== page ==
You can’t spell “lame” without “ME!”

Taylor Swift released her pop tune single “ME!” featuring Brendon Urie: a song nobody asked for and nobody wanted


The cover art for “Me!”, Taylor Swift and Brendon Urie’s newest single

Jules Whitaker, Features Editor

After staying up waiting for Taylor Swift to release her newest single “ME!” featuring Brendon Urie on April 26 at midnight, I lost sleep over it and not in a good way.

I first listened to the song by itself and then watched the music video to see the work come to life; I was simultaneously underwhelmed by the music and overwhelmed by the video’s visuals. The song did not represent them as individual artists nor did the collab make sense. They have two different styles and it felt forced and unnatural.

Taylor Swift has been all over the music board from her start in country to a recent move towards contemporary pop. Her previous album “Reputation” had an edgy appeal with darker moods: “Reputation” symbolized her jadedness towards her old, boy-crazy persona. The album as a whole had an edgier tone as Swift used the theme to move her into a fierce and independent era of music. She had created a new brand for herself as the songs and lyrics represented so much of her life under the magnifying glass.

Brendon Urie has created a name for himself in pop-rock and alternative music as the lead singer with Panic! At the Disco. Urie’s music has recently had a casual affair with pop contemporary music with his latest album release “Pray For The Wicked”. With some of Panic’s previous hits being “I Write Sins Not Tragedies” and “Death of a Bachelor,” it seemed very out of place for Urie to be singing the lyrics “Spelling is fun!” after perfecting his angsty and punk sound. “ME!” placed both artists under a ray of sunshine and far away from their other releases.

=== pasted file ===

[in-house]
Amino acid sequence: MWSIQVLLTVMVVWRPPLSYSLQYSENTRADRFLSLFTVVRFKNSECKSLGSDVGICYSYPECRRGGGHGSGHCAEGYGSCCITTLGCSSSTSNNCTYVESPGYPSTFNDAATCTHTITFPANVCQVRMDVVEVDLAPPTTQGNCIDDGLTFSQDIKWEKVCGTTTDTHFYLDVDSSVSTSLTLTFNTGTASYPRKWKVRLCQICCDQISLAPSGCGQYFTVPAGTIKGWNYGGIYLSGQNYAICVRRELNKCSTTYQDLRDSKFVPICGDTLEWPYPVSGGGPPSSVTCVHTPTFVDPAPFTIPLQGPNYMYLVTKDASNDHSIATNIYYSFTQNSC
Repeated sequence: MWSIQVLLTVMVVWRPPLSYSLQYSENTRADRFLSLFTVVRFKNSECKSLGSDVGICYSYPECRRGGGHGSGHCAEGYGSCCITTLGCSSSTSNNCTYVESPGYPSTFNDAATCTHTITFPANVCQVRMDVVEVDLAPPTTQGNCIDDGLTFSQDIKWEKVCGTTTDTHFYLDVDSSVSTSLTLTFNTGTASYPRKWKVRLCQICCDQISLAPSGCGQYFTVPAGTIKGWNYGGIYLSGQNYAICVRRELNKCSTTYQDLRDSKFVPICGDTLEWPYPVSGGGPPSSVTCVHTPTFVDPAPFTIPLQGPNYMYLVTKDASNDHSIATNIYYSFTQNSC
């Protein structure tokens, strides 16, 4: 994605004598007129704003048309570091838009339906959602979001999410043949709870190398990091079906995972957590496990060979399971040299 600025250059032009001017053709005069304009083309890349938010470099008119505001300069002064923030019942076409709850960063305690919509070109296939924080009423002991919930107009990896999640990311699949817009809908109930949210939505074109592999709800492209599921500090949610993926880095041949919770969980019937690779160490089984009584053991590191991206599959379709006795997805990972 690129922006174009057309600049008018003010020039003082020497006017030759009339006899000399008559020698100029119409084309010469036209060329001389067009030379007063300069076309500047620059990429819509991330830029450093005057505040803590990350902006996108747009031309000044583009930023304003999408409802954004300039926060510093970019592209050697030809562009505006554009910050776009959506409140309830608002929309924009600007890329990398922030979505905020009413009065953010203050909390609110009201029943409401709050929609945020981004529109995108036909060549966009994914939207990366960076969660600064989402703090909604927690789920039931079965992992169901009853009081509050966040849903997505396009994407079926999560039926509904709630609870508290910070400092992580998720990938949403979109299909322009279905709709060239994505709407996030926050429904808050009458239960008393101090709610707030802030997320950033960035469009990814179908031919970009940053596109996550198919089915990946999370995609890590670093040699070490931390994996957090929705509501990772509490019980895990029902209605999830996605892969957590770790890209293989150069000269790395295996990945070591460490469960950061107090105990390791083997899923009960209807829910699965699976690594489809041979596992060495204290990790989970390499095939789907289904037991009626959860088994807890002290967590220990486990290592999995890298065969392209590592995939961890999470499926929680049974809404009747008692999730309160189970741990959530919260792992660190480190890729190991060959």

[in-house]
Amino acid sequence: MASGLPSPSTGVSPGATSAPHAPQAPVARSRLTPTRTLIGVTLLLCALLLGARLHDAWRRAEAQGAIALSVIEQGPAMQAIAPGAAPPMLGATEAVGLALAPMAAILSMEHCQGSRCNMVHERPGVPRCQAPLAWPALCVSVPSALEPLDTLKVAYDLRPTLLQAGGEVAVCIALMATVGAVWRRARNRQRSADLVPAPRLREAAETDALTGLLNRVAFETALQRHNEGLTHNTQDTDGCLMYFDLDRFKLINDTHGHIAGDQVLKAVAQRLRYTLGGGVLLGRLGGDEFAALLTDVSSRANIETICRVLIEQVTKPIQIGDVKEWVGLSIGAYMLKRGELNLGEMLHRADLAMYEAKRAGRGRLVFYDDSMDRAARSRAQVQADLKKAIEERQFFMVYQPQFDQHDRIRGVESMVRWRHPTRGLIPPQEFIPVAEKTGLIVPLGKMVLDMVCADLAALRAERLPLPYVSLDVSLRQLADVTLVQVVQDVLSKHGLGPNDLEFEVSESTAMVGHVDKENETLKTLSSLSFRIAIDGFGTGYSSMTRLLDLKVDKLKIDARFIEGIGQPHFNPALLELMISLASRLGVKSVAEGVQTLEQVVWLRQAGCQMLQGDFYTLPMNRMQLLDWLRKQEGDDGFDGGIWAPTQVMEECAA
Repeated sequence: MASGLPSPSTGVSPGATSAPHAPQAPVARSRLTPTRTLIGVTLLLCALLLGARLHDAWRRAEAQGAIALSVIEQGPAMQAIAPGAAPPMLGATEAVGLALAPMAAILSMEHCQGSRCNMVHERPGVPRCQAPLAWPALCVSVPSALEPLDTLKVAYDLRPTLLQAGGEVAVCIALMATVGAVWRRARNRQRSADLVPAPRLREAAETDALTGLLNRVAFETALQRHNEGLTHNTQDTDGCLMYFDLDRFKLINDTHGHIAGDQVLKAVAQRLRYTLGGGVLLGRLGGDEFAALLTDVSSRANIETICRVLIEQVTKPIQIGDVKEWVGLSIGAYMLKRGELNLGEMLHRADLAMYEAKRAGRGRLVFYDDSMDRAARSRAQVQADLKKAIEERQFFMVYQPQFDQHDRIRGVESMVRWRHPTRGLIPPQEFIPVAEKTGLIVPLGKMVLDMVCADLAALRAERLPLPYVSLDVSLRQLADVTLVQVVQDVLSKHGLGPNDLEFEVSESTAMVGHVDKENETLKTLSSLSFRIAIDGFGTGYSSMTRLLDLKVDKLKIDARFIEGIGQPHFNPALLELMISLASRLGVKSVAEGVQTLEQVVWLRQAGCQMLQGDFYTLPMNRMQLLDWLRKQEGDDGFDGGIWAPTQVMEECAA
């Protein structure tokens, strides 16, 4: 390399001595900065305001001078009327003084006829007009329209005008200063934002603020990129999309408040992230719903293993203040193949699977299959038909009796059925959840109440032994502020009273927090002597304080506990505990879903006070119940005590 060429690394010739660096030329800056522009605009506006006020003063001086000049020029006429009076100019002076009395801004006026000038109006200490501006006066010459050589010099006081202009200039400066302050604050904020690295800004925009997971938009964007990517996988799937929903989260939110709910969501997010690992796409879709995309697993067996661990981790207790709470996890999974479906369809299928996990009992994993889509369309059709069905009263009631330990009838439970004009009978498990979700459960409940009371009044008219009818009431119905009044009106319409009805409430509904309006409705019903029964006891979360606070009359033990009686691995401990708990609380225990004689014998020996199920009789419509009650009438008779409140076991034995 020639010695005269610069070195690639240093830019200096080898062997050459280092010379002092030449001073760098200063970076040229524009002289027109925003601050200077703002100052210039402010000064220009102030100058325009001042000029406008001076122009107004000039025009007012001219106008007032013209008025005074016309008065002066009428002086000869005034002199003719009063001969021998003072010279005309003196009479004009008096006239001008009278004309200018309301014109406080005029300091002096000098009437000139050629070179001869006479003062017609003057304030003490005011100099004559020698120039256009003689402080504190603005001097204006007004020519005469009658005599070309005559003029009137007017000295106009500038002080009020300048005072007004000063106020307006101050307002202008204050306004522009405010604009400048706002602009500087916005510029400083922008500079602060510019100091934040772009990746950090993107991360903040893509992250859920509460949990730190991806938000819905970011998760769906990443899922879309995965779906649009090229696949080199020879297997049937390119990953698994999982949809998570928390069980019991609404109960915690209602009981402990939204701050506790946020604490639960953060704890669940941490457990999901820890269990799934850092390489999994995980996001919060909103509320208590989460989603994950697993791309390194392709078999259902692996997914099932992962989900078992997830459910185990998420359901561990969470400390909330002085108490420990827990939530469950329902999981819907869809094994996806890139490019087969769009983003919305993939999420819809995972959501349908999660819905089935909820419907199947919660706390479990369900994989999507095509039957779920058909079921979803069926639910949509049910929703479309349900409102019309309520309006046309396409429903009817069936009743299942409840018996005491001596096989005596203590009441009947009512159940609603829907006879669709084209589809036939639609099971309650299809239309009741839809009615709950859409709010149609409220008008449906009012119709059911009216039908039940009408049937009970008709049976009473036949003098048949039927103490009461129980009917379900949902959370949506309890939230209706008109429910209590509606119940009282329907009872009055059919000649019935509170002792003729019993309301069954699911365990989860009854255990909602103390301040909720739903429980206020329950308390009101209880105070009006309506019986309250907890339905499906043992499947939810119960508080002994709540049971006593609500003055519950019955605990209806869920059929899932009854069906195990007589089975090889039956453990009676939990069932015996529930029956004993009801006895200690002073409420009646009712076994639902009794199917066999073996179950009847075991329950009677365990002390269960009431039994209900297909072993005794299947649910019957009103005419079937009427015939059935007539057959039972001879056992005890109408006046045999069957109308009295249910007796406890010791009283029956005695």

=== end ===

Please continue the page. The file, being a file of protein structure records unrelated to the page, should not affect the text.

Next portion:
Not only did “ME!” lack real substance, but it felt like a step backwards in terms of maturity. JoJo Siwa’s aesthetic would look like the color black compared to this song. The lyrics are uninspired and don’t sound original or authentic. The music video resembled that of the Pixar animated film Trolls, except Trolls had a solid message and is one of my favorite movies.

Swift helped direct the visuals for “ME!” and used a lot of imagery to bring her lyrics to life. The music video opens with a CGI rendering of a snake— symbolic of Taylor’s previous album— exploding into a kaleidoscope of butterflies. I don’t know why she would want to put “Reputation” to death when it was some of her most authentic work. The following 3 minutes and 55 seconds were full of bright colors and kiddy-pool-deep representations of the lyrics and motifs in the song.

When watching the video, it didn’t seem like it could be something either of the two of them could produce. Maybe they are trying to rebrand, but country turned pop and punk turned pop came together in a collaboration nobody asked for and nobody wanted.